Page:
I, Tonya
Directed by: Craig Gillespie
Starring: Margot Robbie, Allison Janney, Sebastian Stan
Rated R for pervasive crude language, violence and some sexuality and nudity
2 hrs.

Where were you on Friday, Jan. 6, 1994? Maybe catching the early afternoon newscast that opened with an unreal lead story: Nancy Kerrigan backstage after a practice session during the U.S. Figure Skating Championships in Detroit, writhing in pain on the floor and screaming “Why? Why? Why?”

It was the damnedest thing to happen in the refined world of figure skating, reserved for the thoroughbred or the powerfully driven; the deep-pocketed or the underwritten.

In the middle of it, ultimately, is Tonya Harding, the rough-and-tumble tomboy who lived to skate. Had it not really happened, the carnival of abuse, the 150-proof crazy that was her life and the volatile characters around her would have been turned down as a movie idea. Too absurd.

Yet, behold I, Tonya. What was then tabloid fodder is now a darkly hilarious, painfully poignant, mostly sympathetic account of Harding’s life, through the Kerrigan incident and slightly beyond. I, Tonya could be compared to I, Tina, the Tina Turner autobiography that became the movie What’s Love Got to Do With It? Where the latter is a story of a woman rising from violent oppression to triumph, the former recedes from ignominy to near anonymity.

Written by Steven Rogers (Love the Coopers) and directed by Craig Gillespie (Lars and the Real Girl) in semi-documentary style, à la Martin Scorsese or Adam McKay’s The Big Short, the tale of Harding’s wrestling match with life, this treatise on class, unfolds authentically, deliberately, ironically.

Screen Actors’ Guild Award nominee Margot Robbie, like Charlize Theron before her in Monster, is an actress of astonishing beauty who takes on the role of schlubby Tonya and transforms. She’s taller, but she is Tonya — a soul broken and bent by her hard-hearted, chain-smoking, vile mother, LaVona. Here’s a woman with a mouth that would make Samuel L. Jackson blush. She’s a physically and mentally abusive battleaxe that you can’t believe conceived and delivered a human life. When asked her daughter’s age, she insists Tonya is “. . . a soft four.”

In massive eyeglass frames, under what looks like Ringo Starr’s Beatle-cut, LaVona is played to the nth degree by Allison Janney, rewarded Sunday with a Golden Globe for Best Supporting Actress. She’s more brilliant and ominously dry than ever. It’s an understatement to say that Tonya’s role as most-hated woman in America germinated at LaVona’s hands and then became systemic under the mewling wrath of her husband, Jeff Gillooly (Sebastian Stan, in a mustache ripped from beneath the nose of a 1930s movie gigolo, with a hairstyle straight from John Dillinger’s mug shot).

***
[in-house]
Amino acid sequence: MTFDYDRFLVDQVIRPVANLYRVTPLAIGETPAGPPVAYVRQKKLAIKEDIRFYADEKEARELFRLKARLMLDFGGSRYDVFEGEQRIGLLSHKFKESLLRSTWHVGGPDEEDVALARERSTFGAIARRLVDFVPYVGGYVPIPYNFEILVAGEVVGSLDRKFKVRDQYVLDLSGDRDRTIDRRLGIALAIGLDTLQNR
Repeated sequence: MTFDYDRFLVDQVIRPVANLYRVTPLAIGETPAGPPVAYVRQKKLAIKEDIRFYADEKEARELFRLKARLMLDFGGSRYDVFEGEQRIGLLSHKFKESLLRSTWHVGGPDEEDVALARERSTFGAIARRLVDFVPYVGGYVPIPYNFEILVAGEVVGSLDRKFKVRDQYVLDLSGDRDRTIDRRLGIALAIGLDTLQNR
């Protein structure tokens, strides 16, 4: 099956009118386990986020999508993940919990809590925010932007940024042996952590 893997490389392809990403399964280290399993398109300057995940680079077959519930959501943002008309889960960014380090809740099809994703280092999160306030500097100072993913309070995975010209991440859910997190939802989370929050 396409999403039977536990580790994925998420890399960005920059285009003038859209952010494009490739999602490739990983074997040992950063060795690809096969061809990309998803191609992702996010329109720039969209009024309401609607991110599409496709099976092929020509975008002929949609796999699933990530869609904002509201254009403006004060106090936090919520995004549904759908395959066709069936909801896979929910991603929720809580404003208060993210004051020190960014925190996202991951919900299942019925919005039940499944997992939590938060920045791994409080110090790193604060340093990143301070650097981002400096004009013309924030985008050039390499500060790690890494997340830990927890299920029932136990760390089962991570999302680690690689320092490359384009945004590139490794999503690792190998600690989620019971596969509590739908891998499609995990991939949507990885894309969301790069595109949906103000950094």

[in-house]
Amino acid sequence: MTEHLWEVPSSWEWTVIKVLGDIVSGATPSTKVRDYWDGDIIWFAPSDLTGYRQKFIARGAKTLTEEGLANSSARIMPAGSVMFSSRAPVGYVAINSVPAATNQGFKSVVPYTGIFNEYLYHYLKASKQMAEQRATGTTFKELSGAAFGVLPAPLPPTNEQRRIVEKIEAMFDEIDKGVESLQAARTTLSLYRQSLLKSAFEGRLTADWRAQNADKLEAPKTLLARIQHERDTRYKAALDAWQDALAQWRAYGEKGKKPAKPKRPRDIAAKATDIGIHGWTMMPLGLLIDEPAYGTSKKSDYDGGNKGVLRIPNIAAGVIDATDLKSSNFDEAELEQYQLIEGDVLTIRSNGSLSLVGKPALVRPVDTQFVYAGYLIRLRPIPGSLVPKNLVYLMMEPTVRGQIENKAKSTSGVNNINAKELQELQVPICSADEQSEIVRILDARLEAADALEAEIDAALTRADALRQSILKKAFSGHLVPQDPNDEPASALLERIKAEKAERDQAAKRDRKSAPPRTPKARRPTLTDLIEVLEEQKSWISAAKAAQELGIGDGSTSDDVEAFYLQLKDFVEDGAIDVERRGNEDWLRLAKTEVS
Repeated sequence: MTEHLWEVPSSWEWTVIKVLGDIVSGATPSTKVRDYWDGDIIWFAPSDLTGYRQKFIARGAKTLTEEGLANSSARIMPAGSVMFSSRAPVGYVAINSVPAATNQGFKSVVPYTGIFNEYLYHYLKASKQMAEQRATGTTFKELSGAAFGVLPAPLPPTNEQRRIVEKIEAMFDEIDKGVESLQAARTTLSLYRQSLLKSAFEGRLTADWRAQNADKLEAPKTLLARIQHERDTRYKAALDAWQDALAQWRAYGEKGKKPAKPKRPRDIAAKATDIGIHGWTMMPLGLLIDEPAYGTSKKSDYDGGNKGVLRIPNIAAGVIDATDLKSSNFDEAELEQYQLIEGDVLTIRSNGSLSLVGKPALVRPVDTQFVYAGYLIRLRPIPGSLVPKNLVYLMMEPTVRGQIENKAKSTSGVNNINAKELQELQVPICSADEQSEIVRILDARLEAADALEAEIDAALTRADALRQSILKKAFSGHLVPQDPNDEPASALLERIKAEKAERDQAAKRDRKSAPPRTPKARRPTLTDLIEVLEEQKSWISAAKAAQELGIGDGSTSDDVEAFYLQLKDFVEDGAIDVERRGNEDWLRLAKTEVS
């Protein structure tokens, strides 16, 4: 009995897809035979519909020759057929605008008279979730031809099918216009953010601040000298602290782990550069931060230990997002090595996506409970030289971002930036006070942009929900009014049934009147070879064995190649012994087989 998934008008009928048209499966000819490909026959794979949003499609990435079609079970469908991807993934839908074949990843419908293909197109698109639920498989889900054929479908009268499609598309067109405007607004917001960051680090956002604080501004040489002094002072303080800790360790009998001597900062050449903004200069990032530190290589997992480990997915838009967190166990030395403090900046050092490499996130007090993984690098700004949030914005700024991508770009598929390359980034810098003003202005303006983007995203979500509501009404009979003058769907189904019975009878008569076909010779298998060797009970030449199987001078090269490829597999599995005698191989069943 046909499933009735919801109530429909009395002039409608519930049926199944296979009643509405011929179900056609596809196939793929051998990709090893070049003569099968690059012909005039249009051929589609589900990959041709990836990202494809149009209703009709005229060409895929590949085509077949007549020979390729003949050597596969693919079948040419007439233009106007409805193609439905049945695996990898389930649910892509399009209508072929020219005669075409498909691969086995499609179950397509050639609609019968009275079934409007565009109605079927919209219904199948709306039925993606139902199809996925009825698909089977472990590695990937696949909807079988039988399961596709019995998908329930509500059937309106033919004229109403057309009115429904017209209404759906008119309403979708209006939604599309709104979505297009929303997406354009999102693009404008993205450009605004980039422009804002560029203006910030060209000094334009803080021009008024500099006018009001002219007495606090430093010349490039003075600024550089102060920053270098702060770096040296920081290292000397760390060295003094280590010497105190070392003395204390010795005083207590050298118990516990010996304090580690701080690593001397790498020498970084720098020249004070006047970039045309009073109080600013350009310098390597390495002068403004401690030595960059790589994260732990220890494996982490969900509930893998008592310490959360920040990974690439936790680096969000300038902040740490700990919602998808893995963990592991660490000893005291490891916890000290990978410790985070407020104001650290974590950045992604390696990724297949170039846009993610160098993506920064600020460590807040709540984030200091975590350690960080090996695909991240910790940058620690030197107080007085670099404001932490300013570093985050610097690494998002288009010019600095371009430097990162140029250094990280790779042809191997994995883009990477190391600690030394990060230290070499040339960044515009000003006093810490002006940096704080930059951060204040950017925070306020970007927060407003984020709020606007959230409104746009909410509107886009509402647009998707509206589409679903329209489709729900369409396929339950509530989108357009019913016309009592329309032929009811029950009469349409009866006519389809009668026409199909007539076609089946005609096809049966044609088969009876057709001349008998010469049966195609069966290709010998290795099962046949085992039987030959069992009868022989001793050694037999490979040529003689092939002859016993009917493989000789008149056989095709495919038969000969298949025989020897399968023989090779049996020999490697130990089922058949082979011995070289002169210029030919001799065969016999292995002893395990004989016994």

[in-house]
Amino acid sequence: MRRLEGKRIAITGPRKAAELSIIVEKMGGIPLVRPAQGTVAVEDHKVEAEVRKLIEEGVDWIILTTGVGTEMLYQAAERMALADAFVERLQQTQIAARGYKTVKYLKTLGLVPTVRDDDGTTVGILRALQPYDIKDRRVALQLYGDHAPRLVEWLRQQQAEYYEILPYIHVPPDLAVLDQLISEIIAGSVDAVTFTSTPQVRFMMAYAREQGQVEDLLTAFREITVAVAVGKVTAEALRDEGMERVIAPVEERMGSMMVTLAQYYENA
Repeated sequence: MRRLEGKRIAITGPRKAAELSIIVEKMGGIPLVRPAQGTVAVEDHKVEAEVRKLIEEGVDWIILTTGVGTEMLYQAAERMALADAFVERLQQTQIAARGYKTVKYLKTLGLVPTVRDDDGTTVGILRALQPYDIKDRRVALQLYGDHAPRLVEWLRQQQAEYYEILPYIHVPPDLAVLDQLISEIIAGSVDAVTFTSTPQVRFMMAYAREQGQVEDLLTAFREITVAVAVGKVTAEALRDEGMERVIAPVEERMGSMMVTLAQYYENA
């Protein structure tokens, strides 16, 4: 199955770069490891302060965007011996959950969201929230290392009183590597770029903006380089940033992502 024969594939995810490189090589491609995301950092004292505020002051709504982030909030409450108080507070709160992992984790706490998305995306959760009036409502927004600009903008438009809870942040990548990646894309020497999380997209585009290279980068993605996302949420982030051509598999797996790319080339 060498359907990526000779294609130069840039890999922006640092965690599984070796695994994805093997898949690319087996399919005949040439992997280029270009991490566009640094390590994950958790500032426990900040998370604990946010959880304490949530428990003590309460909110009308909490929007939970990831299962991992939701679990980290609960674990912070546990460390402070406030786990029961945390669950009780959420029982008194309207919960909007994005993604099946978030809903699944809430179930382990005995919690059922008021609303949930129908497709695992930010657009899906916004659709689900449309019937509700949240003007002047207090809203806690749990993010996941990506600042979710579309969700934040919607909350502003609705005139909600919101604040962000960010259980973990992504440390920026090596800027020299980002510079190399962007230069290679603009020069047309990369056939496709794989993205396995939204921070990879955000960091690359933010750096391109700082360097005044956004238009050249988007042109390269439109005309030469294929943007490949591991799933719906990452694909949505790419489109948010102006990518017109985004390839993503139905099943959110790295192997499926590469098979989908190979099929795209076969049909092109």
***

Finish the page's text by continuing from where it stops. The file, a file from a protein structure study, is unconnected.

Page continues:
Stan’s Gillooly is a feckless cretin for whom the short time in prison must have been an unpleasant experience, at best. He’s remembered now as the name that stuck in Tom Brokaw’s mouth like a ladle full of peanut butter. His running buddy, Shawn Eckhardt (Paul Walter Hauser), a tremulous tub of goo, ultimately shoulders the blame for the scheme gone wrong. It’s as if all of these people, including Tonya, who was the first American skater to execute the triple axel, trod through life with an enormous “L” affixed to their foreheads.

In real life, LaVona stood before a press gaggle and sang a ridiculous ditty in support of her estranged daughter. I, Tonya’s depiction of the estrangement seems more appropriate. You may make note when you see this inherently watchable film. Though, afterward, you may feel like you’ve been in a sty, rolling around with pigs. We realize where Tonya Harding’s desperation came from, and understand the need to tell her story outside the prism of tabloid TV. Her constant refrain of “It wasn’t my fault” begins to ring hollow, though. The abuse wasn’t her fault. Her own actions were, and neither justified attacking a competitor.